In many instances, it is desirable for the keys 12 to be provided with indicia of various types. The key array 20 is formed of a transparent plastic material, and as a result the indicia may be applied to the bottom surface or underside of the keys 12. Consequently, the indicia are protected from wear. The indicia may be underlayed with a backing coat of any desired color, and contrasting colors may be used if desired for designating different groups of functions or the like. In addition, in accordance with known practice, the backing coat may be translucent and indicator lights such as LED's or the like (not shown) may be provided beneath the individual keys 12.
Having reference now to FIGS. 7-9, an important feature of the present invention resides in improvements in methods for making a key array such as the key array 20. Important advantages of the method of the present invention are extreme simplicity and low cost, and the capability of easily manufacturing different configurations, types, colors and designs of key arrays at small expense so that short runs or small batches are practical.
More specifically, in accordance with the invention, the key array 20 is fabricated from a sheet 100 of thin, thermoplastic sheet material of uniform thickness. As illustrated in FIG. 8, the sheet 100 is formed into a blank 102. This forming operation can be carried out in an extremely economical manner by any well known vacuum forming or sheet forming operation. For example, any of the sheet forming operations described at pages 406 and 407 of the McGraw-Hill Encyclopedia of Science and Technology, McGraw-Hill Book Company, Inc., 1960, Vol. 10, may be utilized. Such forming techniques normally involve conforming the thermoplastic sheet 100 while in a pliant state to a mold through the application of a pressure differential. The desired pliant state is typically achieved by heating the sheet 100.
The formed blank 102 includes a number of upwardly extending projections 104 having the shape and configuration of the keys 12 to be formed in the key array 20. A downwardly extending protuberance 106 adjacent each projection 104 has the configuration of the switch operating projection 60 associated with each key 12 of the key array 20. In addition, if desired, the spacers or foot portions 62 may be formed in the blank 102.
The blank 102 is then subjected to a cutting or stamping operation in order to form the completed array 20 as illustrated in FIG. 9. In this cutting or stamping operation, the apertures or slots 50 and 52 are formed adjacent each projection 104 thereby to form the individual keys 12 and to form the integral hinges 24 extending between the keys 12 and the base portion 22 of the key array 20.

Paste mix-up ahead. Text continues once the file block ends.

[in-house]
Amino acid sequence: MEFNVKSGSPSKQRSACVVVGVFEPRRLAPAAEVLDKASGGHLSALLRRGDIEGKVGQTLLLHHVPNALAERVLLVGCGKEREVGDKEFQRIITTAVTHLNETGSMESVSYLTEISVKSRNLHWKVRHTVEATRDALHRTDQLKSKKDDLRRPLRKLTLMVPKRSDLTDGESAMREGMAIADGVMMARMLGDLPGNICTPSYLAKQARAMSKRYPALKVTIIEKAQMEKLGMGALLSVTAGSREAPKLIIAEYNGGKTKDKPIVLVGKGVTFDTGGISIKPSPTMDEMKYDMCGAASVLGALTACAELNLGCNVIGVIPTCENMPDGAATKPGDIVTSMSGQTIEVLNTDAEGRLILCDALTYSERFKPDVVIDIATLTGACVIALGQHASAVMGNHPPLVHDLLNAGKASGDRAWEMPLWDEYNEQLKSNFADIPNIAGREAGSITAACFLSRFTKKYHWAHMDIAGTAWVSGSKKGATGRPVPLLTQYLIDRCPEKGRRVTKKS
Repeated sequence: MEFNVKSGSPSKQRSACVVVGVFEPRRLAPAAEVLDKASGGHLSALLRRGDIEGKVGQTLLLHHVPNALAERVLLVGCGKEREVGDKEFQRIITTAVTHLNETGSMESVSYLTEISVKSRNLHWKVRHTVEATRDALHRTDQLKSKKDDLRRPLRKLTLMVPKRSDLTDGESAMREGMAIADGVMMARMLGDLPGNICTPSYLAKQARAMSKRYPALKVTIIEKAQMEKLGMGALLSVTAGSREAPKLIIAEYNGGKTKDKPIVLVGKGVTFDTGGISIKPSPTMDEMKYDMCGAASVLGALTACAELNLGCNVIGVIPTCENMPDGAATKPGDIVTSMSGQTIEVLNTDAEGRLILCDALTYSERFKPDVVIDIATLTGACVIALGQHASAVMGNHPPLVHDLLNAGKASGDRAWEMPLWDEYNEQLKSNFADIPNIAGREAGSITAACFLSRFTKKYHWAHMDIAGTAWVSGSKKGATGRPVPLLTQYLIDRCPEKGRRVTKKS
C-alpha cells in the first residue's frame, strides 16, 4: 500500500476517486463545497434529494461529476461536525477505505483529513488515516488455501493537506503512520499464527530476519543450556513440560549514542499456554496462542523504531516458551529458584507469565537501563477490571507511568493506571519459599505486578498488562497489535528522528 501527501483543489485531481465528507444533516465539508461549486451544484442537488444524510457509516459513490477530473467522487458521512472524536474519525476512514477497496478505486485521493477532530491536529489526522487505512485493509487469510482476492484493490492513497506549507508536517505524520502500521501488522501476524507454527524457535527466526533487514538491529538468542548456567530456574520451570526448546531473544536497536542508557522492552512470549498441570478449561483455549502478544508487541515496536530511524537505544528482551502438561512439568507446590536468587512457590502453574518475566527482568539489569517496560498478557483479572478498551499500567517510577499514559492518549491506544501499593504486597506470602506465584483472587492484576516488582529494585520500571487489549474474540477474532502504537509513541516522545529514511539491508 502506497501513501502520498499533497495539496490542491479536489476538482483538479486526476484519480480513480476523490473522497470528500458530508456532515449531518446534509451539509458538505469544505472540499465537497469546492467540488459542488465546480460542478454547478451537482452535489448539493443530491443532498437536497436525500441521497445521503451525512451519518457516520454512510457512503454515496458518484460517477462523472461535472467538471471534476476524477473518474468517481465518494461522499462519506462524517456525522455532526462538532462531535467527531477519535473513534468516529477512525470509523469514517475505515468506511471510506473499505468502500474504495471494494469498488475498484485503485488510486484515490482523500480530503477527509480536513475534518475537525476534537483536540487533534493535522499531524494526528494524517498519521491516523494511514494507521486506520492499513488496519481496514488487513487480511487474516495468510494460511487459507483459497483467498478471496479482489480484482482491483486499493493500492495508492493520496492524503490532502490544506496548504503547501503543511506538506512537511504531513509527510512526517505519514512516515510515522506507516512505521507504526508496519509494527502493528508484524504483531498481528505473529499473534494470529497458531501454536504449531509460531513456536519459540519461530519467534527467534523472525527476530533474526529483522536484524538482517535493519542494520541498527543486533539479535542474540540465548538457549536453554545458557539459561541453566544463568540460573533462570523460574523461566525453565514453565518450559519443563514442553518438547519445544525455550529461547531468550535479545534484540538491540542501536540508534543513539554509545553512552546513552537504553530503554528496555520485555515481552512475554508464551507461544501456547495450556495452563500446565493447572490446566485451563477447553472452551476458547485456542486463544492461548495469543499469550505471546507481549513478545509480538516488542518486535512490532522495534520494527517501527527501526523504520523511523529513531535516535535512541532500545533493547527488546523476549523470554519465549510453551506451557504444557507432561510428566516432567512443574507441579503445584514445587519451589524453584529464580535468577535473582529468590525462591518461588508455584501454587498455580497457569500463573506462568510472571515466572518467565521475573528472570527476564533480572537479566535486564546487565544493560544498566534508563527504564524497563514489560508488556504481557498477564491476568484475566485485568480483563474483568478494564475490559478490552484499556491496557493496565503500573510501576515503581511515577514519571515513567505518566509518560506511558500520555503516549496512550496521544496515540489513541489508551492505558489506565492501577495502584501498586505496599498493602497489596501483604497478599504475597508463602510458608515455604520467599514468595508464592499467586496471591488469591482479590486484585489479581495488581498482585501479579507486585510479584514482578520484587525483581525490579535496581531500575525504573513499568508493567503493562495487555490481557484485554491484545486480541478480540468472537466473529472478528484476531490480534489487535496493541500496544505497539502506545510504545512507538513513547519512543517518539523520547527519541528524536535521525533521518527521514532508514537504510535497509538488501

Indicia may be applied to each key 12 at any desired point during the operation. In the illustrated arrangement, the indicia are applied to the underside of the thermoplastic sheet material 100 prior to the forming and cutting operations. This approach has the advantage that the indicia may be applied by any desired printing or silk screening or similar operation to the flat sheet so that difficulties encountered with a contoured sheet are avoided. One or more backing coats having desired characteristics such as color, opacity and the like may be applied beneath the indicia at any point during or following the fabricating process.
Because the mold used in a sheet forming or vacuum forming operation is relatively inexpensive, large tooling costs are not incurred with any given keyboard design. As a result, design modifications involving different configurations and arrays of keys ae readily achieved. The economy of the process is further enhanced by the small initial cost of the thermoplastic sheet material and by the fact that the indicia and backing coats or the like can be applied easily.
While the invention has been described with reference to the illustrated embodiment, it should be understood that details of this embodiment are not intended to limit the scope of the invention as defined in the following claims.
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|U.S. Classification||200/5.00A, 235/145.00R, 200/308, 200/343, 200/329|
|Cooperative Classification||H01H2229/05, H01H13/7006, H01H2233/004|
|Jul 1, 1996||AS||Assignment|
Owner name: GI CORPORATION, ILLINOIS
Free format text: CHANGE OF NAME;ASSIGNOR:GENERAL INSTRUMENT CORPORATION;REEL/FRAME:008048/0058
Effective date: 19920326